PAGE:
Think what happens online stays online? Think again.
According to new research, a social media diss can leave people feeling genuinely hurt and ostracized.
“Social media ostracism means being excluded or ignored online on social media networks like Instagram, Facebook or Twitter,” explained lead study author Christiane Büttner. She’s a PhD candidate in the department of social psychology at the University of Basel in Switzerland.
And her research, she said, revealed that feeling excluded in the “digital realm” can be just as harmful as feeling excluded while at school, at work or among friends.
For the study Büttner and a colleague focused on the Instagram platform, conducting a series of experiments that collectively involved just over 1,100 social media users.
Specifically, said Büttner, “we explored if not being tagged on a posted picture leads to feelings of exclusion.”
One study asked 176 people for their reactions to finding that they had not been tagged in a friend’s Instagram posts, or had been cut out of a photo or simply not included in posted photos.
Some respondents said that, depending on the context, that sort of thing could leave them feeling excluded, hurt and worthless.
Another study asked about 300 participants to consider how they would react to three possible scenarios: being tagged in a posted group photo; being in a posted group photo but not tagged, though everyone else is; and being cut out of the posted group photo altogether.
Respondents said they were dissatisfied when not tagged, and even more so when they were cut out completely.
A third experiment asked just under 300 Instagram users to share their feelings about both an in-person and online social scenario. In the end, when someone was “excluded” from acknowledgement by the group they felt less satisfied than when they were included, whether in-person or online.
A fourth query asked 220 participants to discuss how they would feel if after participating in a group art project that would later be posted online they were not tagged online in the final accompanying text. And again, being excluded gave rise to notable dissatisfaction.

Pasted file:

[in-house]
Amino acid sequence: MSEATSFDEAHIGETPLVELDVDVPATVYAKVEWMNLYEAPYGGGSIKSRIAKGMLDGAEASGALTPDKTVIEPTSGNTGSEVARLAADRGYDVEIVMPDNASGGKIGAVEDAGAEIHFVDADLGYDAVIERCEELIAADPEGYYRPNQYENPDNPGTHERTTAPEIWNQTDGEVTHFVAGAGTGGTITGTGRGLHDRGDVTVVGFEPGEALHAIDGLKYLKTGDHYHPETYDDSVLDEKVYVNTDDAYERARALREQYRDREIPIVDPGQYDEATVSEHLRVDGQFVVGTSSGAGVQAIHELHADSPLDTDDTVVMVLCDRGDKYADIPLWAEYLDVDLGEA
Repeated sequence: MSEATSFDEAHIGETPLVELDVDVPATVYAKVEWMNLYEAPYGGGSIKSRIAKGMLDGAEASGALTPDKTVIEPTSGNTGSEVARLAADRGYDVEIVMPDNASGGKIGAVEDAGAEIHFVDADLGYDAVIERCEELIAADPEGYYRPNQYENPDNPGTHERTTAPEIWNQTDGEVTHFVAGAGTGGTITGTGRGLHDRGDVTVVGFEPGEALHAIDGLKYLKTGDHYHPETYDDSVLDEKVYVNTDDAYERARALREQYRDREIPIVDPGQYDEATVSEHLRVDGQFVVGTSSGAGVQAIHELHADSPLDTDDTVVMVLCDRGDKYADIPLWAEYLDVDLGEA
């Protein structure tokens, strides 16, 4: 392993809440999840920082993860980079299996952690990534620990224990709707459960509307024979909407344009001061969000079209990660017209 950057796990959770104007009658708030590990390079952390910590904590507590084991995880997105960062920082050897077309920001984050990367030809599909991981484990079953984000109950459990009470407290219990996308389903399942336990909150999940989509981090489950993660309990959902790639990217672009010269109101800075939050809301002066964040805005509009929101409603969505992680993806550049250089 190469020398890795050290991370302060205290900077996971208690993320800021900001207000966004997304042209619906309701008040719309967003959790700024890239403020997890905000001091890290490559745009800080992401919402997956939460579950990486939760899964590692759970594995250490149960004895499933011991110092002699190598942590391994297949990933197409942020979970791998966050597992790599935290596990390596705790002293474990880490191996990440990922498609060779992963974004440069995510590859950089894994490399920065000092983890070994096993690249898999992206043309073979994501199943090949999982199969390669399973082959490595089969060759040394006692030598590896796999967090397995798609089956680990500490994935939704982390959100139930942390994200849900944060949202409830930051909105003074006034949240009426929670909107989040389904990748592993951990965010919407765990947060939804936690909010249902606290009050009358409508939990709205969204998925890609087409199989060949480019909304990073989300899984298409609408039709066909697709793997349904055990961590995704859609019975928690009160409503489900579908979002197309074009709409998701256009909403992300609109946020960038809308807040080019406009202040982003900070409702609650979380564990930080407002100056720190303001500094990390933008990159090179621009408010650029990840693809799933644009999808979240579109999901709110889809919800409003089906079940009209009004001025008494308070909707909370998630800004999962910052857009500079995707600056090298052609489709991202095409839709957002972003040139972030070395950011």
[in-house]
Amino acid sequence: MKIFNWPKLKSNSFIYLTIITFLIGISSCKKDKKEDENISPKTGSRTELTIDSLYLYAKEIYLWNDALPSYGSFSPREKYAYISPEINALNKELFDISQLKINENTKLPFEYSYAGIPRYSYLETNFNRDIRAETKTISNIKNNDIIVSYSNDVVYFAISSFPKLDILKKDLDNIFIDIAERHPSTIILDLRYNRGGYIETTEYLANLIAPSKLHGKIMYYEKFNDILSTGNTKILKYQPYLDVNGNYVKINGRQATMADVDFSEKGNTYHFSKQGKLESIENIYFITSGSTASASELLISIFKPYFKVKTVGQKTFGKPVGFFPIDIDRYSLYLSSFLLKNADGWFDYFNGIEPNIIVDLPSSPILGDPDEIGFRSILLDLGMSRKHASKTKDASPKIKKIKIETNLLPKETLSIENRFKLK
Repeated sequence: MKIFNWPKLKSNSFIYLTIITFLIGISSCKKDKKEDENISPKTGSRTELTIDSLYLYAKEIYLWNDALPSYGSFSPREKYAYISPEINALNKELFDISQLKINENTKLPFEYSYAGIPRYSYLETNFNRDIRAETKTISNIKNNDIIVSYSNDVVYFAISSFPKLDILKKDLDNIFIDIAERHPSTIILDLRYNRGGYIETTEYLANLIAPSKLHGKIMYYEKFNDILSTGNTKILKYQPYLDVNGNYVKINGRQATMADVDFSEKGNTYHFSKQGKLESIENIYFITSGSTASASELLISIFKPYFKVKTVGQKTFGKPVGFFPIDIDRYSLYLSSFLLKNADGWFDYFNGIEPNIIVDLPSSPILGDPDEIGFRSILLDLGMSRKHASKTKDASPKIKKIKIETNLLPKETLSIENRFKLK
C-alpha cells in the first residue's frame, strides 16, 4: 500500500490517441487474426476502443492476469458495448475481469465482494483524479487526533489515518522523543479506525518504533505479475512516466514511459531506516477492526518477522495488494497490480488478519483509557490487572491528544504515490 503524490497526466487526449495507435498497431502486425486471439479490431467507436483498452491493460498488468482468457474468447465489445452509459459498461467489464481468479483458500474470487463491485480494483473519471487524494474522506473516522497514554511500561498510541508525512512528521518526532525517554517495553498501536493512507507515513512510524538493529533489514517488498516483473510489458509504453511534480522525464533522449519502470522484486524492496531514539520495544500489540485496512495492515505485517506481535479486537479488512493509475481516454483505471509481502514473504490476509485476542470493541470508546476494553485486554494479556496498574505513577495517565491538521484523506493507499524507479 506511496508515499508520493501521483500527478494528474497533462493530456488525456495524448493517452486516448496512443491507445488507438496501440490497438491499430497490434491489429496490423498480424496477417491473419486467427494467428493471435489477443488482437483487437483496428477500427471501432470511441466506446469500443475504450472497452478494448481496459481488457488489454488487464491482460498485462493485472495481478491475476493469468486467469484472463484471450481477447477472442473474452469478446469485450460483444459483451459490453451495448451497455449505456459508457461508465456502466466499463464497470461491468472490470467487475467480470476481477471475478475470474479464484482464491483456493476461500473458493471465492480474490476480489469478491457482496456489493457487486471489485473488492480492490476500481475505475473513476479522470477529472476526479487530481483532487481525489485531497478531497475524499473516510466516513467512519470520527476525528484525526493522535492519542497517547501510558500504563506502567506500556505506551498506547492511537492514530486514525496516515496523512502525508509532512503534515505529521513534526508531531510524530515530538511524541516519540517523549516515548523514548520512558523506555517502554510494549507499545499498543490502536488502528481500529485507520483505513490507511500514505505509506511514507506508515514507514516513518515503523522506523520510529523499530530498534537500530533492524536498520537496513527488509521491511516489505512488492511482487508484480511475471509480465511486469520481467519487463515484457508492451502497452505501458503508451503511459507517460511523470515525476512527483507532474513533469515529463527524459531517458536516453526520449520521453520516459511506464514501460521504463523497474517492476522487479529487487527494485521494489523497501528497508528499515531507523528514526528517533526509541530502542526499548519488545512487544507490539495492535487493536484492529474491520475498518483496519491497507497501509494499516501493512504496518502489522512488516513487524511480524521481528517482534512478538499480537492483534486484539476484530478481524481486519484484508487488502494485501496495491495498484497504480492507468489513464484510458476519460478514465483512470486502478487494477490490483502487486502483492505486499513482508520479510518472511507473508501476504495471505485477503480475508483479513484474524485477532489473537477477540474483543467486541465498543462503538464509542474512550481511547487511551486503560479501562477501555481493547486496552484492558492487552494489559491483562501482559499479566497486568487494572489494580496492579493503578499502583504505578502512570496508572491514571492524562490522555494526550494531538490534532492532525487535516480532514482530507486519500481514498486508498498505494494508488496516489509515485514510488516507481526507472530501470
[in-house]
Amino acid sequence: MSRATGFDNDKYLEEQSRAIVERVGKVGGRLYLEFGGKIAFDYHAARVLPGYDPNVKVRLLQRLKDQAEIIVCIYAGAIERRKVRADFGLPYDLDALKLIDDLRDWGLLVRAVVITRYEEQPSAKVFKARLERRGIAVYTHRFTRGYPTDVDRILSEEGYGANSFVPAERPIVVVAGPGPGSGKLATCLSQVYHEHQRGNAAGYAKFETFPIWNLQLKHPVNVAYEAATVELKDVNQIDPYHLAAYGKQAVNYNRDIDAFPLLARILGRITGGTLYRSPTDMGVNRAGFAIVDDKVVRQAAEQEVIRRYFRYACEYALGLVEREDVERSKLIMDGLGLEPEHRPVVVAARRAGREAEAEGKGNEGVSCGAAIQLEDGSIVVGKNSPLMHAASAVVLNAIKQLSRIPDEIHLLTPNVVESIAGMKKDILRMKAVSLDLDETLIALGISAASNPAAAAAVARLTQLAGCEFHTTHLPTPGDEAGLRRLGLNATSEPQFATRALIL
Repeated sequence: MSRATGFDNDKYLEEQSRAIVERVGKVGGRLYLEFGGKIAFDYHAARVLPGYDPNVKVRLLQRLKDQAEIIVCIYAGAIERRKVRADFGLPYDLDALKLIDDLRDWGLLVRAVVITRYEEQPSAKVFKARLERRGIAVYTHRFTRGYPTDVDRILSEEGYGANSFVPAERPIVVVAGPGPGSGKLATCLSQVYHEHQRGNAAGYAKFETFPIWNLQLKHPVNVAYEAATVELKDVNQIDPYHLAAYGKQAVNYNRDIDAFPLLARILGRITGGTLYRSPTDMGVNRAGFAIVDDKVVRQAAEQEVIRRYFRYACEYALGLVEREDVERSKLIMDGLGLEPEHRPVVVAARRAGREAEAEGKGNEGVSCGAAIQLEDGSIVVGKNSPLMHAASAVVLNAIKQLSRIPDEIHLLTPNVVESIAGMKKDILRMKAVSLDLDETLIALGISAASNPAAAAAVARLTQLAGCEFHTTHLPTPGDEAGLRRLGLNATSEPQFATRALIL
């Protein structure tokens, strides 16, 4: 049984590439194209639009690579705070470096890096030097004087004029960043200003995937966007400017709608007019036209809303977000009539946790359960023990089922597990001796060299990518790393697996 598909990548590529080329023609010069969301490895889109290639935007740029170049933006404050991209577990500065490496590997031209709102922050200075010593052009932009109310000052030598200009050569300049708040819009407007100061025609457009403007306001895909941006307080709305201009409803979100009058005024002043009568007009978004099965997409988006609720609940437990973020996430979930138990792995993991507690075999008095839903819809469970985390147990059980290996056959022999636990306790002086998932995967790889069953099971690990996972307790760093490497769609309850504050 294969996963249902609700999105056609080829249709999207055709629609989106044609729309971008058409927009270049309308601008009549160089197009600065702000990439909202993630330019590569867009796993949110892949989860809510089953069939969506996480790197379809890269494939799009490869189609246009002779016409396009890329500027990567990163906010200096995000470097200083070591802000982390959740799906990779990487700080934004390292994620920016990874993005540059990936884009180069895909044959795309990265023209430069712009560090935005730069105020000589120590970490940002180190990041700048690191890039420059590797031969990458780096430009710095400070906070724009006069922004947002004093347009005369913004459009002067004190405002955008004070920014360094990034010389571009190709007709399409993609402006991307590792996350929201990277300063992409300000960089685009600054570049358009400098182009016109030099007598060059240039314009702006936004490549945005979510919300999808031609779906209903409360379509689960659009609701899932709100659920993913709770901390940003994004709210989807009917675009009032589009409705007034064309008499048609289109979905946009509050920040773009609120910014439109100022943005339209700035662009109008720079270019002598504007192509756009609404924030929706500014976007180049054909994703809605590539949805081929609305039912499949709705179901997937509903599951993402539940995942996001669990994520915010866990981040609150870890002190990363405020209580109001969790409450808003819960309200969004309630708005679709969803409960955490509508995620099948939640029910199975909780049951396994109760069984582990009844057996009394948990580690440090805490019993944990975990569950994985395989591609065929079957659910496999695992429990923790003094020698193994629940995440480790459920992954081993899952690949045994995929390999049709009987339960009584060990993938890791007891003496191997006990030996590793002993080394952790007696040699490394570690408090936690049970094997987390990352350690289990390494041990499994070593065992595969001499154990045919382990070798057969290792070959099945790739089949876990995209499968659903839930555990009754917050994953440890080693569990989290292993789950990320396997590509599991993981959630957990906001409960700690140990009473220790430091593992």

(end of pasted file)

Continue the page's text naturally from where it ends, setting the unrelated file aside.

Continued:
The upshot, said Büttner, is that “we find that not being tagged threatens fundamental psychological needs, such as the need to belong, and is experienced as very hurtful.”
The findings are not likely confined to Instagram, she stressed, given that “many social media platforms, such as Facebook or Twitter, use similar tagging mechanisms as Instagram.”
All of this means that when people hop online they should understand that the way they engage with one another can have real-world consequences.
“Social media users may be well-advised to think carefully how they can make their posts inclusive to avoid hurting the feelings and needs of others,” Büttner cautioned.
As a practical matter, she advised that “within peer groups, it may help to establish and agree on a norm of who would like to be tagged in which posts.”
Dealing with ostracism
Beyond that, Büttner suggested that tweaks to social media design itself could at least in theory minimize the risk for unintended insults.
“For example, social media apps could implement mechanisms that prevent users from forgetting to tag their friends, such as reminding them to tag anyone that wants to be tagged before uploading,” said Büttner. “This may put a stop to unintentional incidents of tagging ostracism.”
The findings were published online recently in the journal Computers in Human Behavior.
Melissa Hunt, associate director of clinical training in the department of psychology at the University of Pennsylvania in Philadelphia, said the findings highlight the emotional power of social media.
“For young people who are engaged with social media, this kind of social media ostracism is in fact quite painful and comparable to in-person ostracism,” she noted.
“My guess is that Instagram is particularly pernicious in this regard, since it focuses so much on appearance, lifestyle and social inclusion/acceptability,” Hunt added.
Unfortunately, “it is probably impossible to avoid the effects of social exclusion and ostracism. That’s true online and in the real world,” she said.
“So the best way to protect oneself emotionally is twofold,” Hunt said. “First, only interact with and follow online people you are actually good friends with in real life. Second, don’t jump to conclusions about things. Maybe the person just doesn’t generally tag people. Maybe they were trying to highlight themselves in the photo. Maybe they thought it wasn’t the best picture of you and they were trying to protect you by cropping it. Maybe they were drunk and tired and passed out before they got to everyone.”
And if you do feel ostracized, Hunt suggested, “always follow up with a conversation in real life with the person to try to get clarity about what was going on.”
There’s more on the emotional and mental health impact of social media at McLean Hospital.
SOURCES: Christiane Büttner, MSc, PhD candidate, department of social psychology, University of Basel, Switzerland; Melissa Hunt, PhD, associate director, clinical training, department of psychology, University of Pennsylvania, Philadelphia; Computers in Human Behavior, February 2022